US warplanes stage fly-over amid tensions with north Korea
The US military has flown bombers and stealth jets over the Korean Peninsula in drills with South Korean and Japanese warplanes, three days after North Korea fired a missile over Japan.
The North launched its latest missile as it protested against tough new UN sanctions over its sixth nuclear test on September 3.
Monday's fly-overs involved two B-1Bs and four F-35Bs from the US military as well as four F-15K fighter jets from South Korea, according to South Korean and US defence chiefs.
The US and South Korean planes flew across the Korean Peninsula and practised attacks by launching live weapons at a firing range in South Korea, the US Pacific Command said.
The US warplanes also conducted formation training with Japanese fighter jets over waters near the southern island of Kyushu, according to the Pacific Command.
The United States often sends powerful military aircraft in a show of force in times of heightened animosities with North Korea.
Since Kim Jong Un took power in North Korea in late 2011, his nation has tested weapons at a torrid pace.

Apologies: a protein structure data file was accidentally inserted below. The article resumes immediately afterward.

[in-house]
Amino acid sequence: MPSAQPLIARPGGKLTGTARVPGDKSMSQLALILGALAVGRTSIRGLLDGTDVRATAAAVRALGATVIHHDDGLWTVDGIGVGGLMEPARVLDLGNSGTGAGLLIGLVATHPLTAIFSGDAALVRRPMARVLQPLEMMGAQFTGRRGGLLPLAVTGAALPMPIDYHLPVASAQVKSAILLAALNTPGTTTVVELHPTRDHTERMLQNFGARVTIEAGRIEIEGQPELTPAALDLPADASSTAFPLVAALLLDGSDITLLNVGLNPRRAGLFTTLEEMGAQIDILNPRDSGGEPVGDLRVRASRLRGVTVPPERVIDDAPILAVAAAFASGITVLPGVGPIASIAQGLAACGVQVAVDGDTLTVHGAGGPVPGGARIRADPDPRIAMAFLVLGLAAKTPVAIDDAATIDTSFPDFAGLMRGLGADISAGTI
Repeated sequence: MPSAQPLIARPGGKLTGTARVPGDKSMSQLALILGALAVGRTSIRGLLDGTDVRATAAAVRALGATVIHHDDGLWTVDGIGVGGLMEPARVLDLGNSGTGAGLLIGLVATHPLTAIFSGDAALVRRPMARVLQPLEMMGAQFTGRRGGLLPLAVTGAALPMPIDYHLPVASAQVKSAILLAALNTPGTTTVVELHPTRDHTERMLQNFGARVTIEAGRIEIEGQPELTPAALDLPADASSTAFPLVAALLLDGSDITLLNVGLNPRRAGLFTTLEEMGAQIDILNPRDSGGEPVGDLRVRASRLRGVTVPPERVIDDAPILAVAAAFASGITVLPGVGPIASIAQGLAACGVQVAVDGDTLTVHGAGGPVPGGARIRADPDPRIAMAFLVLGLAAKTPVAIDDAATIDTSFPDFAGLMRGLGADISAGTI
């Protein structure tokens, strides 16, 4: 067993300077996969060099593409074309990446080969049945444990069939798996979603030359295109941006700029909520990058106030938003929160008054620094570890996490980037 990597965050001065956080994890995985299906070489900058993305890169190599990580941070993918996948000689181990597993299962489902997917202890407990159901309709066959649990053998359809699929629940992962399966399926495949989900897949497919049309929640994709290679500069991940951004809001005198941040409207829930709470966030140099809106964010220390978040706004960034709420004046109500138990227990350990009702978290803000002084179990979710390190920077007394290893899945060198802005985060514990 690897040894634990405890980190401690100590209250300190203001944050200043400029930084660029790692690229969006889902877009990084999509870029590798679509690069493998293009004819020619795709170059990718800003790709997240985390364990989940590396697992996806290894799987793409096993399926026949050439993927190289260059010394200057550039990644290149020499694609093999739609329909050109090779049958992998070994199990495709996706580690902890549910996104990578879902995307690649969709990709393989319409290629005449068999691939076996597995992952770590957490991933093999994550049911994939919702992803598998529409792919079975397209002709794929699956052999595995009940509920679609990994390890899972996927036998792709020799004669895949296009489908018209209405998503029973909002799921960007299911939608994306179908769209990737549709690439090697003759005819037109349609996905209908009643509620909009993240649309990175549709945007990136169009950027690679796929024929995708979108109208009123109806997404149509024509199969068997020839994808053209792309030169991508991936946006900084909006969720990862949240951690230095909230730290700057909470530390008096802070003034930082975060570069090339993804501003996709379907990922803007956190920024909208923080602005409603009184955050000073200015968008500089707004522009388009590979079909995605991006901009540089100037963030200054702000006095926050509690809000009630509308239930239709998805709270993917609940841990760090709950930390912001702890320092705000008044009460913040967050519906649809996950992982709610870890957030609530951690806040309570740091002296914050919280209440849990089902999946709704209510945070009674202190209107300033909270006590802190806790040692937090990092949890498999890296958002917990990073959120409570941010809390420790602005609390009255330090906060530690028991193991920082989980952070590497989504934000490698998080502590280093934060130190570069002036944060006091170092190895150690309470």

The country flight-tested two intercontinental ballistic missiles in July. Its nuclear test in September was its most powerful to date.
Many experts say it is only a matter of time until Kim achieves his stated objective of possessing reliable nuclear-tipped missiles capable of striking anywhere in the mainland US.
State media quoted Mr Kim as saying that North Korea's final goal "is to establish the equilibrium of real force with the US and make the US rulers dare not talk about military option" for the North.
Alarmed by North Korea's advancing weapons programmes, many conservatives in South Korea have called for the reintroduction of US tactical nuclear weapons in the South.
But the liberal-leaning government of President Moon Jae-in said it has no intention of requesting that the US bring back such weapons.
South Korean defence minister Song Young-moo told MPs that it is "not proper" to reintroduce US nuclear weapons.
He previously said the idea should be "deeply considered" by the allies, inflaming already-heated debate on the issue.